Why model Knowledge, Understanding, Expertise, and Innovation?
Modeling is a logical simplification of something that in reality could be quite complex, intangible, or abstract. A model then allows us to logically work with these concepts and influence them in a desirable way.
When it comes to the logical progression from Knowledge to Understanding to Expertise, understanding them in a way we can influence that progression is probably the most important thing we could learn. Without a simplified model, these concepts are hard to grasp and can take decades to understand.
This can also be very useful when building and managing large organizations especially in this hi-tech age of information and knowledge workers. A good model can guide how systems and processes are built so that organizations can drive towards innovation and change.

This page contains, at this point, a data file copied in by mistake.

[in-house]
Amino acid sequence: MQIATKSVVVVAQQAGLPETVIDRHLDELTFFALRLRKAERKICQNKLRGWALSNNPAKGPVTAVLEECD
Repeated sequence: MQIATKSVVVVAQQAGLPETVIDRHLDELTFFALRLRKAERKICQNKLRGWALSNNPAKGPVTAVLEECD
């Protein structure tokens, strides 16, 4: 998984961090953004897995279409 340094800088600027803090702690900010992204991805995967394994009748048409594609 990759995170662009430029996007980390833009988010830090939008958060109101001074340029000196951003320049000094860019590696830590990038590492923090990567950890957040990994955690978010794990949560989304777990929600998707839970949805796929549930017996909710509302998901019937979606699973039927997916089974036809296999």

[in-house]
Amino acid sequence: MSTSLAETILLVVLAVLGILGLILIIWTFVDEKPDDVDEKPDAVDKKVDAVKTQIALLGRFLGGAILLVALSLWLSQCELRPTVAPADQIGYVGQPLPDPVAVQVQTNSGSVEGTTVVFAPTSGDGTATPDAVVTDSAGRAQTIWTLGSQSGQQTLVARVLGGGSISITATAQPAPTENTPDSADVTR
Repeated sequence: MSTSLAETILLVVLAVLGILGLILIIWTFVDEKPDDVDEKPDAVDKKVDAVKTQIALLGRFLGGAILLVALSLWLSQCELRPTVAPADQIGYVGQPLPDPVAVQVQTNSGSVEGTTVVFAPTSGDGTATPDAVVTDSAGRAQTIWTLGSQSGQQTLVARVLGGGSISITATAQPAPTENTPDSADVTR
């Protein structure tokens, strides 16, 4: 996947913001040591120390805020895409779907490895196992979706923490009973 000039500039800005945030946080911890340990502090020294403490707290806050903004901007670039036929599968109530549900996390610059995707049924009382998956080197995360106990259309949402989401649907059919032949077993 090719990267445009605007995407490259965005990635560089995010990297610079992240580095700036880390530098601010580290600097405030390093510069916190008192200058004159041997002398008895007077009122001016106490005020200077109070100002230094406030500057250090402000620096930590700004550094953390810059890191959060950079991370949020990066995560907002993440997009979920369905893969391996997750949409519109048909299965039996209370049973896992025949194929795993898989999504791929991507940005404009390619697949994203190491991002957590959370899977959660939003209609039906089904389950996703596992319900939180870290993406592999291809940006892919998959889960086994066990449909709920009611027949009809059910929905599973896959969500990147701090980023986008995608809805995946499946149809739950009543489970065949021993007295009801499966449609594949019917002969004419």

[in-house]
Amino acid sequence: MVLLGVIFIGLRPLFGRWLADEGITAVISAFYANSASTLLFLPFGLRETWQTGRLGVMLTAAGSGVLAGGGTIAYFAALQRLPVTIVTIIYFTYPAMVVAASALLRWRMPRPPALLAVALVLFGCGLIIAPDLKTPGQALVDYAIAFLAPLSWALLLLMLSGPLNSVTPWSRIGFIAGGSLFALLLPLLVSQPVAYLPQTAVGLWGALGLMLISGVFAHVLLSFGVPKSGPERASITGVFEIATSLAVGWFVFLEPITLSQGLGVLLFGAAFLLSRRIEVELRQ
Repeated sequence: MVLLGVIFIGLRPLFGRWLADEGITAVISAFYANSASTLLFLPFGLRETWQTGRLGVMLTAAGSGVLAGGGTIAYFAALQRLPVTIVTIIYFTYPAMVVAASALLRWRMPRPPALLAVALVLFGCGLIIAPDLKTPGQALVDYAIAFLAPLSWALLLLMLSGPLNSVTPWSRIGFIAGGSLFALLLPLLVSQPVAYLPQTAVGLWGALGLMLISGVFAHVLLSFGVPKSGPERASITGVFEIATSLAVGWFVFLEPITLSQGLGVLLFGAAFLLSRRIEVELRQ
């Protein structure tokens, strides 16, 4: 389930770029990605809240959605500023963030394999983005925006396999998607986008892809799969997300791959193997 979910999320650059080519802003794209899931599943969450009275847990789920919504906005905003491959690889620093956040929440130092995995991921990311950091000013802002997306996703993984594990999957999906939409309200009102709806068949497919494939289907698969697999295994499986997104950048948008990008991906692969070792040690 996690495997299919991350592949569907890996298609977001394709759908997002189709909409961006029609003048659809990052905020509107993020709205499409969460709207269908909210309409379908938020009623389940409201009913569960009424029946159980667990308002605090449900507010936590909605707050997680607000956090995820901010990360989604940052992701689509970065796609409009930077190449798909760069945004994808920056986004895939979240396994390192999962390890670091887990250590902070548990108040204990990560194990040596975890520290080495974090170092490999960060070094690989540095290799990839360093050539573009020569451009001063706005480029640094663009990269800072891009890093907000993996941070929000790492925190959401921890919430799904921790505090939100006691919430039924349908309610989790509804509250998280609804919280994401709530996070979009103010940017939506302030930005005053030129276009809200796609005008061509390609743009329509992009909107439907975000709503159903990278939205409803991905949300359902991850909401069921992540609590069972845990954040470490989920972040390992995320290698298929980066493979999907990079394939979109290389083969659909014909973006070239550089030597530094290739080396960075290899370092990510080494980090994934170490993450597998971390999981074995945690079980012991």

Knowledge-Understanding (KU) GraphI have come to think of this learning progression as moving from a 1-dimensional space to higher dimensions. To start with, let us consider Knowledge as something that can be described on a 1-D space as points on a line of infinite knowledge. Thus, I could plot the Knowledge of someone on a line as follow -
Here each point on the line corresponds to some knowledge of the world and highlighted points are the Knowledge the person possesses. Knowledge is a complex enough construct to express in a binary term, but for our modeling, we simplify it as such.
There are practical applications of thinking about Knowledge in this way. We see its use all the time when hiring people when we specify a list of required skills. What we are really asking here is - do you have a Knowledge intersection with these set of Knowledge (Skills)?
Thinking along those lines, we can plot Understanding on the y-axis of the above graph. We frequently refer to the phrase "depth of understanding", and literally plotting it on the y-axis gives us a graphical representation of that phrase. The following diagram illustrates the Understanding of the Knowledge that the above person possesses on a y-axis (2-dimensional space).